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First Glimpse: Jesse Schenker's The Gander

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Can a restaurant with starchy service and high prices be accurately termed "casual"? That is the question Jesse Schenker's new restaurant The Gander sets out to answer. Unlike its smaller precursor Recette, The Gander occupies a king-size space on the southern edge of the Flatiron District, a workaday locale that turns dark and mysterious as night falls and the shoppers and office workers vanish. The well-lit front room contains a lengthy rectangular bar with backless stools, plus small tables and bigger booths below jazzy color photos from the past, and a podium where employees, dressed as if for a night out with business colleagues, stand expectantly to greet you. They fumble with their reservations software for what seems like several minutes, and finally find your alias.

The perfectly square dining room in back is the larger of the two spaces, allowing The Gander — Is the name intended as a noun or verb? — to hold 150 diners in total. With its high ceilings, perfectly aligned lampshade sconces transmitting a yellowish light, and smeary bronze wall treatments that suggest great age, the restaurant design makes you feel like you're in Los Angeles' Brown Derby sometime in the late '60s. It's almost as if the place was destined to serve as a Mad Men set.

You may be thinking, "Where's my cobb salad?" as the waiter hands you a menu and you grok that the offerings are partly in a Franco-Italian vein, but also featuring modern notions about organ meat and comfort food — dishes that might have been adventuresome five years ago, but now seem commonplace. This is not a bad thing, and running your eye over the menu seems like a visit with an old friend. Just note there's something of a conceptual disjuncture between the '60s decor and the '00s food.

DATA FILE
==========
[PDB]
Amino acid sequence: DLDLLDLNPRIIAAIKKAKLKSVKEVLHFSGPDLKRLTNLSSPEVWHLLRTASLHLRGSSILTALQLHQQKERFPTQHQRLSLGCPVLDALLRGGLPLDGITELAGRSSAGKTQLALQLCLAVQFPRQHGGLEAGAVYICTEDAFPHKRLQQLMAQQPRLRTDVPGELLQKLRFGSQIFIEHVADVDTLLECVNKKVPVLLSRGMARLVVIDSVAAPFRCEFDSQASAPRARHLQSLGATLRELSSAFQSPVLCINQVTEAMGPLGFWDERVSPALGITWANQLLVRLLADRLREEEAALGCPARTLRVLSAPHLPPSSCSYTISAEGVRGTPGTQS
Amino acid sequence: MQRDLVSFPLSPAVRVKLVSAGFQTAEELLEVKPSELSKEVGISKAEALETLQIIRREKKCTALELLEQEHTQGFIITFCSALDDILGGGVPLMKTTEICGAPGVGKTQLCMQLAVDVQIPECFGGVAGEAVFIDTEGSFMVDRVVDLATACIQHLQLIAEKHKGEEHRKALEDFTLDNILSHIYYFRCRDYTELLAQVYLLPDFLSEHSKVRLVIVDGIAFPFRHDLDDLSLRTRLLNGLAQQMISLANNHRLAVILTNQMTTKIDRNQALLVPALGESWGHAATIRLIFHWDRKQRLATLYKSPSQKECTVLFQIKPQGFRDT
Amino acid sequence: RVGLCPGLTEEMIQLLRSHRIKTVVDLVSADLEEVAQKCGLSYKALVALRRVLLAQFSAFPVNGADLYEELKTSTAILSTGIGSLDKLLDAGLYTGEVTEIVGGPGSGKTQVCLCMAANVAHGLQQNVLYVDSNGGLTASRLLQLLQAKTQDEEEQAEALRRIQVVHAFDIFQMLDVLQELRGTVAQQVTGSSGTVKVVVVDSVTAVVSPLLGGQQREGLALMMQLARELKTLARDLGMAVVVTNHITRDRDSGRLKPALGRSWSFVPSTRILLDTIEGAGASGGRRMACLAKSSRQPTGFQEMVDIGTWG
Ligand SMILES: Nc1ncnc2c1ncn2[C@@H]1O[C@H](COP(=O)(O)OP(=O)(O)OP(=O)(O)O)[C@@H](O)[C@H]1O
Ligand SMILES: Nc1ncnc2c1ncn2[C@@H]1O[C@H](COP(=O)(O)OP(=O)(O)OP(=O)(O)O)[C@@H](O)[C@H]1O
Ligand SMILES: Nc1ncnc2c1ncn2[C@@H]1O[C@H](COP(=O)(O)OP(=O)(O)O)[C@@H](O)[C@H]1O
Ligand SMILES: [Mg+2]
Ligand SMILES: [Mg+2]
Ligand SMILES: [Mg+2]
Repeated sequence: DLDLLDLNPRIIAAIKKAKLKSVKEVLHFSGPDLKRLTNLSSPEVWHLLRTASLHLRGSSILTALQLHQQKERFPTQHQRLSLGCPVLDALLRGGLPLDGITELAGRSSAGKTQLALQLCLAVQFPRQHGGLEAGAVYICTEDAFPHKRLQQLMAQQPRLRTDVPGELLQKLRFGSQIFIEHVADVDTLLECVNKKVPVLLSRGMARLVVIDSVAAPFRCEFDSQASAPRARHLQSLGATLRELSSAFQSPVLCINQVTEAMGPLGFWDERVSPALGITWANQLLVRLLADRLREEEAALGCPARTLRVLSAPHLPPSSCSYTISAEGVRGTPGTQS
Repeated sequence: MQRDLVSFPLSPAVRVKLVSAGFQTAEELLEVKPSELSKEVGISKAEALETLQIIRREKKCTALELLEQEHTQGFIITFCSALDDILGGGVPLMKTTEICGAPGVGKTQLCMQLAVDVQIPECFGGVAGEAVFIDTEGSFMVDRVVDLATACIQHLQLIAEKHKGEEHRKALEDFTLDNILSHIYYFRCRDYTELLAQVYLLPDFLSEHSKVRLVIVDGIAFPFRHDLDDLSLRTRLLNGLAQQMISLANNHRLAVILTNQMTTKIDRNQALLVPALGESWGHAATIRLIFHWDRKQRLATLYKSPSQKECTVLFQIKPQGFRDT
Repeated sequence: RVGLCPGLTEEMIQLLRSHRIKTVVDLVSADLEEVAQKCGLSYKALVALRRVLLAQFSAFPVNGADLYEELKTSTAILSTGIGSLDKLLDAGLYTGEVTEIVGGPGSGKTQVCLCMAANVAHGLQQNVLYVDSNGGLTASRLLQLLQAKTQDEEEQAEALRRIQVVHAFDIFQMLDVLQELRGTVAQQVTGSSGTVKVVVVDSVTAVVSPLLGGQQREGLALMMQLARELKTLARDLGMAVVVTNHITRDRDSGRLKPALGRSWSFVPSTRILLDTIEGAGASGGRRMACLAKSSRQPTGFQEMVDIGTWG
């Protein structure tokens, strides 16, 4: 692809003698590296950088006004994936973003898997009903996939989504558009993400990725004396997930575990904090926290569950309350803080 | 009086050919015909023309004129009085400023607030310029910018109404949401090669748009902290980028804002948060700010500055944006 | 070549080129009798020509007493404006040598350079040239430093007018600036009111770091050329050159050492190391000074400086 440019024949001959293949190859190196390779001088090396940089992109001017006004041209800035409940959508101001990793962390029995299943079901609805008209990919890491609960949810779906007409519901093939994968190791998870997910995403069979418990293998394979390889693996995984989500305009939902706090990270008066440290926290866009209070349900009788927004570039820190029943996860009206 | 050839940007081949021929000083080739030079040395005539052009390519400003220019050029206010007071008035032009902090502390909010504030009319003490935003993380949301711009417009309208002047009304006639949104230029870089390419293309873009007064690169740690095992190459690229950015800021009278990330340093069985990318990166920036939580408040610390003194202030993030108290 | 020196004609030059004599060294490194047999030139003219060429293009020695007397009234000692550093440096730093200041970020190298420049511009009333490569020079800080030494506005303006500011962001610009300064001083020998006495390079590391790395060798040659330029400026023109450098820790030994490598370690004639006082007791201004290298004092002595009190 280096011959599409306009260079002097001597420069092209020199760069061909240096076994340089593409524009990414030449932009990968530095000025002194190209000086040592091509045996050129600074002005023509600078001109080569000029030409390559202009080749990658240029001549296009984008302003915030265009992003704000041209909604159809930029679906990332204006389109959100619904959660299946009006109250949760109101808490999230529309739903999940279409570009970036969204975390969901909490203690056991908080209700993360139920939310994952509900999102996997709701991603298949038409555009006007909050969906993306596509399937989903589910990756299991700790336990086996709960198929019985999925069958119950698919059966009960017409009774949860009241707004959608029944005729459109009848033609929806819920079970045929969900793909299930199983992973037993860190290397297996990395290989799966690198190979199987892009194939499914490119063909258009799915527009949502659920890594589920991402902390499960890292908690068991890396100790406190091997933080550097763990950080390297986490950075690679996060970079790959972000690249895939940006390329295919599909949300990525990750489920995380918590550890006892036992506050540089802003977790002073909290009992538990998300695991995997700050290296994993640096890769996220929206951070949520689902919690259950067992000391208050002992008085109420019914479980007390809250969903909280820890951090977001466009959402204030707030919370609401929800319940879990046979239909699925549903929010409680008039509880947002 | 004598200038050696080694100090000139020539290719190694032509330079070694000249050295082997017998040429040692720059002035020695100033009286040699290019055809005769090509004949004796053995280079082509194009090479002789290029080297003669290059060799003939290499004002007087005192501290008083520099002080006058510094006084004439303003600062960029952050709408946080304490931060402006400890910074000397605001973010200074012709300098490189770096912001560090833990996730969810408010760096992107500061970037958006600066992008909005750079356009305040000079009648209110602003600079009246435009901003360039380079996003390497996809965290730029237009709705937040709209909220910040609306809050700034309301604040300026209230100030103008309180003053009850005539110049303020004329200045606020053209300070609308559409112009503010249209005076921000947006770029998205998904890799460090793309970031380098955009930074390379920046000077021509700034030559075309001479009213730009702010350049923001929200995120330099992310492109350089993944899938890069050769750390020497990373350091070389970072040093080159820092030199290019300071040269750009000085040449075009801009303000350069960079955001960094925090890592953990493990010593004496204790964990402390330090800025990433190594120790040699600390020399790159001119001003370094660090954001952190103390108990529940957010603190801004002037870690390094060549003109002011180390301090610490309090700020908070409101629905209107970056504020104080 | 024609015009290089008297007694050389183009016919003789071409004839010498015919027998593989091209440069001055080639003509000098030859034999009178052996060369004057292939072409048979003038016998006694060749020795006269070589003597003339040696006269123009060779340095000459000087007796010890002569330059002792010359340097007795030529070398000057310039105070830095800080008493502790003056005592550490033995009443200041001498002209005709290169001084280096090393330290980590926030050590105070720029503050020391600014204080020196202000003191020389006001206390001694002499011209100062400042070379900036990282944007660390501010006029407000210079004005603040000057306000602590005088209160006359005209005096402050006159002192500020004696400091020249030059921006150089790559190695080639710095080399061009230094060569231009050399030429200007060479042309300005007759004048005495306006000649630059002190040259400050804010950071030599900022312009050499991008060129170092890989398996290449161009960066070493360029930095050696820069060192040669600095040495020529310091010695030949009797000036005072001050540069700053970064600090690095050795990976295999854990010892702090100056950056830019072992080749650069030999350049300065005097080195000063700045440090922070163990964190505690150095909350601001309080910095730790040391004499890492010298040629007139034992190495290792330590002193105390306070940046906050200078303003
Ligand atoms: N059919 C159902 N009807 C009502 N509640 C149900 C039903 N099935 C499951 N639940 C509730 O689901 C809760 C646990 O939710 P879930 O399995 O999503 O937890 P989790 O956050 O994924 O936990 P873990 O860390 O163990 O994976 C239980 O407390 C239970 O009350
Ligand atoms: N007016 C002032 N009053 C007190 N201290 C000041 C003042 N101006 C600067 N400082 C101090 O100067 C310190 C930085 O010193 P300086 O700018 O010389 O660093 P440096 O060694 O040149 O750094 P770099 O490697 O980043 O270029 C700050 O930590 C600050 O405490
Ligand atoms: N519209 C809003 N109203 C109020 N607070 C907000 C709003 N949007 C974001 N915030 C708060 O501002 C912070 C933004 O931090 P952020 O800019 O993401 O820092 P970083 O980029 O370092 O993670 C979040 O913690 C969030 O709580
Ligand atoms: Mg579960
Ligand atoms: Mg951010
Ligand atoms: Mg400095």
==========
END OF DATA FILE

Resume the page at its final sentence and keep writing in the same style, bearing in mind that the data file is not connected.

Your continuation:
In the opening days, the rooms filled up around 8 p.m. with a somber crowd that also seemed to be from another era, as if they'd been embalmed in the basement for several decades and finally released. The young men wore blazers or soft-shouldered suits with skinny ties, their hair slicked back and gleaming with Brylcreem; directly beside my companion and me an expensively dressed elderly couple, both rather cranky, dressed down the waiter and sent one dish back at nearly every course for some perceived defect or other. The scent of testosterone hung heavily in the air: men outnumbered women three-to-one, at least on that particular evening.

[Tater tots]
The bill of fare divides into seven sections (Snacks, Starters, Charcuterie, Cheese, Sides, Pasta, Mains) and, as at most restaurants opening nowadays, the emphasis is on short salty dishes, presumably to encourage beverage consumption, which is where the real money lies. And who wants to eat a conventional meal anymore? First to hit the table after extensive touting by our waiter-in-training were brisket-filled tater tots ($9) served with a fluffy horseradish dip. They were delectable, and the price seemed reasonable given the dish's density and technical aspects of preparation. Still, the tots mainly evoked school lunch — though at school the dip would more likely have been ketchup.